The last few weeks have been somewhat of a new roller coaster in our caring for Henryk. Two and a half weeks ago we took Henryk to the pediatrician for the normal 2 month check up and immunizations. The pediatrician was quite surprised at Henryk’s continuing ability to function on his own. He said although he didn’t think anything would change as far as our plan of caring for Henryk goes, he recommended we to see our neurologist.
Last Thursday was our appointment with the neurologist. He agreed that Henryk is functioning well and passes their neurological exam better than expected. Although his eyes do not focus and we do not believe he will be able to see, he can still react to light, he hears and reacts to voices, moves all extremities with appropriate tone, and has reflexes. He cannot move his head but that is due to its very large size. He told us that now that Henryk has lived this long, he believes it could go on for a long time, even potentially years of life. What was sobering is that he didn’t say this in a happy way. It was a very somber statement because he also believes it will be impossible for Henryk to develop any further than he has now developed. He then said that we should re-open the possibility of a shunt, so he recommended us to see the neurosurgeon again.
Today we went to see our neurosurgeon. Basically, the doctors thought that Henryk would have died by now or be more close to dying at this point. Since he isn’t, the neurosurgeon agreed with the neurologist’s opinion that Henryk’s body may continue to keep going and going and live for multiple years. As he put it, the brain is not essential to surviving, only the brain stem is. So although Henryk basically has no brain, he has a brain stem that is still working. It is the only part of his brain not totally devastated by whatever trauma he endured.
The neurosurgeon said that based on the fact that he may live for years, it also means that Henryk’s head will continue to grow. It will not stop filling with spinal fluid. It grew 2 cm in the past week. This will make caring for Henryk incredibly challenging, even to the point of being unable to move and hold him. For this reason the neurosurgeon also believes that we now need to do the shunt.
This is a confusing state. All we wanted was more time with Henryk. But now that we might have it we are put in a position to do a surgery that will have many complications. The infection rate for this surgery is astronomical. Also, the reason we did not do the shunt initially is still present, which is that he most likely still has debris of floating blood product and brain tissue in the fluid that the shunt will remove, which will cause the shunt to plug, requiring more surgery to fix it.
Two months ago, when we thought Henryk didn’t have more than a year to live, not doing the shunt was considered the best thing for his quality of life – no repeated surgeries. But now, keeping potentially 2 years or more in mind, doing the shunt will most likely bring him a higher quality of life, in that it will keep his head to a size that allows us to hold him. But it still does mean all of the risks that it meant 2 months ago.
Doing the shunt will not change however long Henryk lives. It also will not allow him to function any differently. It is doing nothing but taking the fluid away from his brain and therefore keeping his head at a manageable size.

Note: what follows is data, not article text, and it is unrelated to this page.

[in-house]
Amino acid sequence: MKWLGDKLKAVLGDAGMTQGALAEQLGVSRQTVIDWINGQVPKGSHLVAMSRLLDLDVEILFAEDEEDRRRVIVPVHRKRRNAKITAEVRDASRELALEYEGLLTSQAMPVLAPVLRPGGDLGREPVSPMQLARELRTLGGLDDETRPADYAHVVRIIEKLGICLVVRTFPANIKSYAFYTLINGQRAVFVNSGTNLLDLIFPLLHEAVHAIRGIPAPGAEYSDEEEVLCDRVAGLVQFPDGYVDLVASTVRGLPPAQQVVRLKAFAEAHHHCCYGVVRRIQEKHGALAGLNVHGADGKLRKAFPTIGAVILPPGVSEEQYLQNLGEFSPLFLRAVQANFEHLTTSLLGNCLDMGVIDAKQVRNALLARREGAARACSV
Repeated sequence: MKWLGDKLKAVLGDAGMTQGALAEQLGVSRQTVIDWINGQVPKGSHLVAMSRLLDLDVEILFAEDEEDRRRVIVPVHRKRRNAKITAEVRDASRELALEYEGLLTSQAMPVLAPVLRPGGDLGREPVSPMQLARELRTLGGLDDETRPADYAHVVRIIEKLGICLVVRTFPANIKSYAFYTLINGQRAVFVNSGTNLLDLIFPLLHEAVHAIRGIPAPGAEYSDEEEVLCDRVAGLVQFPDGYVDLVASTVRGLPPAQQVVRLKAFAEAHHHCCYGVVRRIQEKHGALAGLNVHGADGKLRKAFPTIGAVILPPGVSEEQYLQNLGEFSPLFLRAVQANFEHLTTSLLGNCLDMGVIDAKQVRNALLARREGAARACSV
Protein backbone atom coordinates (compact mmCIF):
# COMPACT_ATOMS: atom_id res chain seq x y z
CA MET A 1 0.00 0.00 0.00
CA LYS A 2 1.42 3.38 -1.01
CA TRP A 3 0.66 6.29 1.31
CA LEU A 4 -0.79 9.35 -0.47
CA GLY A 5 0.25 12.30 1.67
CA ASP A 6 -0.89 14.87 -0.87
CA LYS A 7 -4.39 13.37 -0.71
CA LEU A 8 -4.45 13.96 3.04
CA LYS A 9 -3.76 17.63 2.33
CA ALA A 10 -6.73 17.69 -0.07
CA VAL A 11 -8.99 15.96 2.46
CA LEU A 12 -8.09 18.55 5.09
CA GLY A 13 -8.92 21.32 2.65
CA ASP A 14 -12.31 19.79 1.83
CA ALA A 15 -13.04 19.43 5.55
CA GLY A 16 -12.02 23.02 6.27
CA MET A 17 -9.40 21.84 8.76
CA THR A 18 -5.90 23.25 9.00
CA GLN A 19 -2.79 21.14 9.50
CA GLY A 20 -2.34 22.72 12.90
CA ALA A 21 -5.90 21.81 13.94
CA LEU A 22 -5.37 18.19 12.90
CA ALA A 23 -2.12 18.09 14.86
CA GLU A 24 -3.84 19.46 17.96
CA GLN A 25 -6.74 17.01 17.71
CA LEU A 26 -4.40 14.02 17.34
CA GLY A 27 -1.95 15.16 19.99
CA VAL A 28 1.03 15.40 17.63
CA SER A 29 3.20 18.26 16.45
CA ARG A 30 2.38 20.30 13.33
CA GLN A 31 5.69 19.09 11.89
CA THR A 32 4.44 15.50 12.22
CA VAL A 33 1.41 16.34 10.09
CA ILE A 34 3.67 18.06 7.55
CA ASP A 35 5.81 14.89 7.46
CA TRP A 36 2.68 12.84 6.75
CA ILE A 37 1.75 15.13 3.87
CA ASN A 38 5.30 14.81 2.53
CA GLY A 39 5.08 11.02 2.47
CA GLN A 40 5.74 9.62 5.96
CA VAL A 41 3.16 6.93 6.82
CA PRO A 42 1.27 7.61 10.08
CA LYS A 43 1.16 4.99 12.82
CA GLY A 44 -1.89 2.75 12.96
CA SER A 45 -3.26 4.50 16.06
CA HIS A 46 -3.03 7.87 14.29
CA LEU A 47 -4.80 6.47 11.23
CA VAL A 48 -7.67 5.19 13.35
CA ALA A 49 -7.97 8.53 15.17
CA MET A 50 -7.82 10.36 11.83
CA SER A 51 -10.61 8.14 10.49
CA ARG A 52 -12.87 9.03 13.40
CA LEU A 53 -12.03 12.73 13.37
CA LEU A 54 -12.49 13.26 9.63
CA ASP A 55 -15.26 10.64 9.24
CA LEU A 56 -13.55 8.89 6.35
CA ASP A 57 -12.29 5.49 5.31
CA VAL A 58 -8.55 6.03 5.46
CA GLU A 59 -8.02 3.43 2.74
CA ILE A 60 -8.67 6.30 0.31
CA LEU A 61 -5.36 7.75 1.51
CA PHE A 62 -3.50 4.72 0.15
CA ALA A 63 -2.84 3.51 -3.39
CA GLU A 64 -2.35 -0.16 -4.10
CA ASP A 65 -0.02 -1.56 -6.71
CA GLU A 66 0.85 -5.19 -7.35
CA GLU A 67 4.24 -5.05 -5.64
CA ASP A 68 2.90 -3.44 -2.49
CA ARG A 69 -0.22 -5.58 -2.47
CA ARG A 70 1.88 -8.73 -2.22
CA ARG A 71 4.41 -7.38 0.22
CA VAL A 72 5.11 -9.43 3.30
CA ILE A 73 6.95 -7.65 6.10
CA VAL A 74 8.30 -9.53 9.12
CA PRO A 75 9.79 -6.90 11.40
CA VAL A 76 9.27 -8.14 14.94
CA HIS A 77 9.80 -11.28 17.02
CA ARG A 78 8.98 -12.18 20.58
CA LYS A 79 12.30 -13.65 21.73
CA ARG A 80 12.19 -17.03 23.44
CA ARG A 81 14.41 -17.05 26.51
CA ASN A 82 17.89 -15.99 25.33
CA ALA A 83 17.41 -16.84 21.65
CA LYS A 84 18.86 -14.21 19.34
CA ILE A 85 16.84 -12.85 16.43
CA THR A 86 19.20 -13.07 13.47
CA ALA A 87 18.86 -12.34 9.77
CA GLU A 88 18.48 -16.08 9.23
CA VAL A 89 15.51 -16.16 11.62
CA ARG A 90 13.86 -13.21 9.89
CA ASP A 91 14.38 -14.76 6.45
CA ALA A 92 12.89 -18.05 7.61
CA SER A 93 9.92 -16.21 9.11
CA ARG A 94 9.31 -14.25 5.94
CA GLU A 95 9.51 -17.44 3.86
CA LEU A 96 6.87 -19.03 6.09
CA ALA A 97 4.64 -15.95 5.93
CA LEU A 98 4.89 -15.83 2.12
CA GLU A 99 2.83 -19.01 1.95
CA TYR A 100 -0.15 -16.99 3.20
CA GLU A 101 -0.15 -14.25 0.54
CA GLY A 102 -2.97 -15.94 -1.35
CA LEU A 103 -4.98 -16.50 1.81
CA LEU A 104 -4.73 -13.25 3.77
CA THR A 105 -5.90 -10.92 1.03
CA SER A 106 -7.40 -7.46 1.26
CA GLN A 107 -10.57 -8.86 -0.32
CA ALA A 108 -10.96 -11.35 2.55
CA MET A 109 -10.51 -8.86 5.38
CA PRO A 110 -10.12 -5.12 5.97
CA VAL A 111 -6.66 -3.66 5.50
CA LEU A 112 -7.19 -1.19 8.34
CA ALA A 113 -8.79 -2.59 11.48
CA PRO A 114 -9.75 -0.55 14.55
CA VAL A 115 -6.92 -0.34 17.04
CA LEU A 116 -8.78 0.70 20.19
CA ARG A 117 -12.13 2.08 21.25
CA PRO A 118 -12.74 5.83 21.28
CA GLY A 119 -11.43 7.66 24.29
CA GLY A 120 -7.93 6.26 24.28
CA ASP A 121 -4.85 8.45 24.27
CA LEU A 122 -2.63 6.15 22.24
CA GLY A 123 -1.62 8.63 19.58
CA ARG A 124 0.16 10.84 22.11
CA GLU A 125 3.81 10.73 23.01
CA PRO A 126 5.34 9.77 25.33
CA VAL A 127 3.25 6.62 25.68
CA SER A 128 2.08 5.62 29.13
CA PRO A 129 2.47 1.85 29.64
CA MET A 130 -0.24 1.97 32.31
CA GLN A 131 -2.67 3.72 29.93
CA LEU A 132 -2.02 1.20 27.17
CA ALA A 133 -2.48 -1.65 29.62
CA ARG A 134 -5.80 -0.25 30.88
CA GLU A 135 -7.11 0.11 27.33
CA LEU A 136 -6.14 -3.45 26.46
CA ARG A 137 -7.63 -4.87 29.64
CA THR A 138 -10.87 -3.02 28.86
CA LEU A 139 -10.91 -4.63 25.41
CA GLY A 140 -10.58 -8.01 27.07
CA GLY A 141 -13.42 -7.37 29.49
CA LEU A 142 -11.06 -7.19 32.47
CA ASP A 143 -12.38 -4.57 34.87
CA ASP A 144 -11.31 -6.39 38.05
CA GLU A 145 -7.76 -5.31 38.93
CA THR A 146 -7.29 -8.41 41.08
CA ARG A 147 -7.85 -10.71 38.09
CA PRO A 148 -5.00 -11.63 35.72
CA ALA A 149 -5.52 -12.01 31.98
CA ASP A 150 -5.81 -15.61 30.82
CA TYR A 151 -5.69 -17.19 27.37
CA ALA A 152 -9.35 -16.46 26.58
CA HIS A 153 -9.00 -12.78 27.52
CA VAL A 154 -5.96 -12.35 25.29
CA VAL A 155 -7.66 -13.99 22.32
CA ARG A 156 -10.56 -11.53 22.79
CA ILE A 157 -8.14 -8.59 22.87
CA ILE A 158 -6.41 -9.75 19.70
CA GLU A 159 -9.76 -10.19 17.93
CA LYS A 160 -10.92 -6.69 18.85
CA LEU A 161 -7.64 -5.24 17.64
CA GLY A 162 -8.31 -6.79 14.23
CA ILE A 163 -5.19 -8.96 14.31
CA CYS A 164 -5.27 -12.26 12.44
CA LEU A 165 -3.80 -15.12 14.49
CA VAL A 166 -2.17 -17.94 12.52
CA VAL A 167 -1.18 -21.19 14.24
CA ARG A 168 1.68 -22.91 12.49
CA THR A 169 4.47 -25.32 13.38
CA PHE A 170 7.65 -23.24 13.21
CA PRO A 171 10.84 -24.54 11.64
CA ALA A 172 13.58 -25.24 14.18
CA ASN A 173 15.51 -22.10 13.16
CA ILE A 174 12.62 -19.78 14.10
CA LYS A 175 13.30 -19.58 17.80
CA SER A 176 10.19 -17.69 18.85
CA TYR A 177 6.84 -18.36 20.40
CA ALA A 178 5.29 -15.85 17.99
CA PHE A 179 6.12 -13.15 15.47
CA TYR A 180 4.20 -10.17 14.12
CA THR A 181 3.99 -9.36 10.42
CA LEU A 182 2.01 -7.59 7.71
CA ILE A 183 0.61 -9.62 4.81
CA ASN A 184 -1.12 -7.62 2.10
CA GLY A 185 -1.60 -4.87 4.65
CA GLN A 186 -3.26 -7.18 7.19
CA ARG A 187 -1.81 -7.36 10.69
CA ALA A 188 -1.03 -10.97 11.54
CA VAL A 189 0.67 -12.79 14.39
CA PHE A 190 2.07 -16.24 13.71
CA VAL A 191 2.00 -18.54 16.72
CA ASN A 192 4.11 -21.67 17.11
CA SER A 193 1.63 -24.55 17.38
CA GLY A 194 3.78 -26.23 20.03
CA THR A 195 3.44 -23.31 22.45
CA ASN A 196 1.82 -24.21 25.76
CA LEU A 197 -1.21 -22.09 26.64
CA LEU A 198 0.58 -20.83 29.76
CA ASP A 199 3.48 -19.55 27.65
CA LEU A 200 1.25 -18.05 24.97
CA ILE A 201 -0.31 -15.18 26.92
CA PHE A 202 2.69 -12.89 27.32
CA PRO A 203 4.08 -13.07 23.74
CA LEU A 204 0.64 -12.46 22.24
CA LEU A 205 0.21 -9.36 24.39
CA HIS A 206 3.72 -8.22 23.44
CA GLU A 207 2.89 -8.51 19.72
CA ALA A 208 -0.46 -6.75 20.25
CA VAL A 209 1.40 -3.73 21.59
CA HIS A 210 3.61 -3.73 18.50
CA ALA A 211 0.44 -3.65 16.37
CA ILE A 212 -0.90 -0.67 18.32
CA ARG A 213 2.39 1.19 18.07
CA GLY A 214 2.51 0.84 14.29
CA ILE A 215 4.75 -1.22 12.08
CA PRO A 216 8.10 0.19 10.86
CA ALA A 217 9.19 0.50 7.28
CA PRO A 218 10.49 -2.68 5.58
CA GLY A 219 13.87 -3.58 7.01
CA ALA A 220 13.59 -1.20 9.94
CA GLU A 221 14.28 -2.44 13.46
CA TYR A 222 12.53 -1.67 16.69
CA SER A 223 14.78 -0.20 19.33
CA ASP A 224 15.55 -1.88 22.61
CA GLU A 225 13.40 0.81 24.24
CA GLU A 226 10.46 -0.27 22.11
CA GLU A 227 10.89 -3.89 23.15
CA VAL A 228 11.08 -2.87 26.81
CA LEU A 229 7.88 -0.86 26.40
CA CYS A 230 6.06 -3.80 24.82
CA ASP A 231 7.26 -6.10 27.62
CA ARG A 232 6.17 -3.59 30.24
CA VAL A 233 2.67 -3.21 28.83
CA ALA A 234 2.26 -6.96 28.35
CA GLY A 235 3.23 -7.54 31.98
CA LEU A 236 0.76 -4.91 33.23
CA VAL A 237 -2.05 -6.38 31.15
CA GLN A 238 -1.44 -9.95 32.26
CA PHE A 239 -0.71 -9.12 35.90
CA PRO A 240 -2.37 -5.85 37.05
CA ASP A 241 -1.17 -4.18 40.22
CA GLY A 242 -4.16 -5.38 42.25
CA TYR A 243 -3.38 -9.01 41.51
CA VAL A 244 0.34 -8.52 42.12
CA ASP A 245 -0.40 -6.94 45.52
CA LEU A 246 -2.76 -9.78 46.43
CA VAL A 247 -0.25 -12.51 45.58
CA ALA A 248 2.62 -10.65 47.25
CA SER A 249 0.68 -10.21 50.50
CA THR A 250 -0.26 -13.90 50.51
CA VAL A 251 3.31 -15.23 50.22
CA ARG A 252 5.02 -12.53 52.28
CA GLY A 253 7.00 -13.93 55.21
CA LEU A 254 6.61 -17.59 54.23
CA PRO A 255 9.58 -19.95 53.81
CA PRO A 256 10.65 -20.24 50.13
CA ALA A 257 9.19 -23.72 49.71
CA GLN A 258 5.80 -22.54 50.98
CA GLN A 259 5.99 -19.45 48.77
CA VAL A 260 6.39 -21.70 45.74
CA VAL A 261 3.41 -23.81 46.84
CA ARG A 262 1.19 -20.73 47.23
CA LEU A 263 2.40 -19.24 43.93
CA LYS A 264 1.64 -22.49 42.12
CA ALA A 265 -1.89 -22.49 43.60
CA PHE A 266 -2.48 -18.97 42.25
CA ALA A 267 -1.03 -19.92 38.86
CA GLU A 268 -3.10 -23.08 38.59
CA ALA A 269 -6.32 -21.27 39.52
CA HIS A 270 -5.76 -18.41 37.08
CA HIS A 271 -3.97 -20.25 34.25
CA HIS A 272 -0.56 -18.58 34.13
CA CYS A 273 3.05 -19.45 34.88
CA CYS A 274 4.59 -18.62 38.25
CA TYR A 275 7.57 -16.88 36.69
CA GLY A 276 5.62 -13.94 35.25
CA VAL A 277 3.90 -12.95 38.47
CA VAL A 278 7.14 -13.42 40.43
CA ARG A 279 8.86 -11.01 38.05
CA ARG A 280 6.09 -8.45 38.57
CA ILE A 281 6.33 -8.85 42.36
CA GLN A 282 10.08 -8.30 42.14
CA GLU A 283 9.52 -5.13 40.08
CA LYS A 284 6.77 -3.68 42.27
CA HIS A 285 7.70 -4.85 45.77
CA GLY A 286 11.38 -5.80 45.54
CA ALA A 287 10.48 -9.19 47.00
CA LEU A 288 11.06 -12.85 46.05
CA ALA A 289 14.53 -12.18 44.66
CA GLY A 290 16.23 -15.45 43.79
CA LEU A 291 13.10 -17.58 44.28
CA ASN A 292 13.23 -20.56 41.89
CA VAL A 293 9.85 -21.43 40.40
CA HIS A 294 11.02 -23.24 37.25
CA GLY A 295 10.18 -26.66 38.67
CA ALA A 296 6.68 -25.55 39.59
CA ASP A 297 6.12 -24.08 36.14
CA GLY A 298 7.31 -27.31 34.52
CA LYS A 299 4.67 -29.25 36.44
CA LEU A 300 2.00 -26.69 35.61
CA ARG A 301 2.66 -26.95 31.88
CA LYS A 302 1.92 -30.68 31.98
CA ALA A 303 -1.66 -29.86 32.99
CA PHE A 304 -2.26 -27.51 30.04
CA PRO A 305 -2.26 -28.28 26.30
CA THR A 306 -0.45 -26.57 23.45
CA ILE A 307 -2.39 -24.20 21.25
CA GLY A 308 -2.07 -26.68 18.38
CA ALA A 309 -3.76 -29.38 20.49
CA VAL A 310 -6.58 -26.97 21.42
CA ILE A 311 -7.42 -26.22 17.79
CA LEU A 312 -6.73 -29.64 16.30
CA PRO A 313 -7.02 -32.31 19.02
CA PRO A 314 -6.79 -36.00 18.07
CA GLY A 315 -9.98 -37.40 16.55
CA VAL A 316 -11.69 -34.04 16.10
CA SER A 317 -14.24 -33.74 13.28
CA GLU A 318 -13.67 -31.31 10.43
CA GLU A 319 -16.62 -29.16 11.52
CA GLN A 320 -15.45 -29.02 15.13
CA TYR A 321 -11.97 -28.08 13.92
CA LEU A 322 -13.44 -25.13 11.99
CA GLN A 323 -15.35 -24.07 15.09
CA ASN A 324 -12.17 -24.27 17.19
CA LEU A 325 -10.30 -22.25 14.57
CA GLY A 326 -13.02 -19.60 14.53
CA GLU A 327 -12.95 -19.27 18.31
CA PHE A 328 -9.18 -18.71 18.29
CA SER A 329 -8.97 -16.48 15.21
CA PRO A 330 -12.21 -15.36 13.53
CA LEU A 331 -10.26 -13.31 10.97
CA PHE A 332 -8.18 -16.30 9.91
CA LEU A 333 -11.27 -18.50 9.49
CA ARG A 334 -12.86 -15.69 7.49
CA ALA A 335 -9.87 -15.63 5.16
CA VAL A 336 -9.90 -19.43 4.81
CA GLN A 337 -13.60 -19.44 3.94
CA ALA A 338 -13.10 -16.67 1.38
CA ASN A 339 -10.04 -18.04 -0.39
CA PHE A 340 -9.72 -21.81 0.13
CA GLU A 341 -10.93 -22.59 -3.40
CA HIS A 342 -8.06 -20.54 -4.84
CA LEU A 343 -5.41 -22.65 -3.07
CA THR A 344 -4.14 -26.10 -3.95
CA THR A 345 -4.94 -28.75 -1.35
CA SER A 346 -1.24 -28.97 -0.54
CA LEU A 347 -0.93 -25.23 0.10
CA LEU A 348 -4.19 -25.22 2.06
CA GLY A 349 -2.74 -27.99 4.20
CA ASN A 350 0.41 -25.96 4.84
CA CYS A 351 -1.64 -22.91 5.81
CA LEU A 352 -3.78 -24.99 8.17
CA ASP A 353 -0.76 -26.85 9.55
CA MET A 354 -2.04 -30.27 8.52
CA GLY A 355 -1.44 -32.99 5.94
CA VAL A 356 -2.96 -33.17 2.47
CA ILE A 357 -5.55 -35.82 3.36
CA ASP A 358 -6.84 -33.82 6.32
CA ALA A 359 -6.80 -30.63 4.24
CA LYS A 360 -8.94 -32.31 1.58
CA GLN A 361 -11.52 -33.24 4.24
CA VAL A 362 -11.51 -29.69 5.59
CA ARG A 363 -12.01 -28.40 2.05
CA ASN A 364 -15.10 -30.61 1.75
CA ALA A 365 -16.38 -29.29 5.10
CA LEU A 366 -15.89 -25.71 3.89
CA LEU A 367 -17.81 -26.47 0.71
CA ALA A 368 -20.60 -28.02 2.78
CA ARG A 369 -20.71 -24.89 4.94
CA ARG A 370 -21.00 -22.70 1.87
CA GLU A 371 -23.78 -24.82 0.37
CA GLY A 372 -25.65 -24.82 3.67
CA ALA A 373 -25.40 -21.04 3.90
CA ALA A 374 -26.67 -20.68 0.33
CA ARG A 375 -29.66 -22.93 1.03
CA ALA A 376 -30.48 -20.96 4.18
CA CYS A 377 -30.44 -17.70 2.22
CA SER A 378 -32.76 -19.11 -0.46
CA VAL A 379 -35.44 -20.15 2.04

We are exhausted and feeling numb. The last two months have been so hard in digesting the state of his brain and preparing for him to pass. Now we have more hardship with the looming potential complications to the shunt. We are weary but praying for peace that we know God will give.
The book of James chapter 1 verses 2-6 has been helpful. First it talks about when we meet trials of various kinds. It encourages us to consider all of the joy available to us in the gospel when we fall into these difficulties. To remember Jesus and his work to save and redeem us is to consider joy. Then it goes right on to discuss wisdom. We feel as though we need Gods wisdom in caring for Henryk. James says that if we ask in faith for wisdom, without doubting, God will provide it to us. We know that in the wisdom he provides, he will also give peace for the future, reminding us that the decision was made in communion with Him. He will give us wisdom to accept that there was no third option, that there was no good option. And we know that peace comes from trusting in Jesus and his finished work on the cross.
Henryk’s surgery is scheduled for Monday at 3pm. We check in at 1:30. We will stay for at least two nights. Tomorrow (Friday) we have a CT scan of his brain at 7:15am and a pre-op physical at 1pm. Henryk’s open house is still on Sunday at 3pm at Bethlehem. Next week Lily will be in Wisconsin with her grandparents. We are specifically not telling her what is happening this time around. She often worries about her parents. She is so wonderful.
He has made my teeth grind on gravel, and made me cower in ashes; my soul is bereft of peace; I have forgotten what happiness is; so I say, “My endurance has perished; so has my hope from the Lord.” Remember my affliction and my wanderings, the wormwood and the gal! My soul remembers it continually and is bowed down within me. But this I call to mind, and therefore I have hope: The steadfast love of the Lord never ceases; his mercies never come to an end; they are new every morning; great is your faithfulness. “The Lord is my portion,” says my soul, “therefore I will hope in him.” The Lord is good to those who wait for him, to the soul who seeks him. It is good that one should wait quietly for the salvation of the Lord.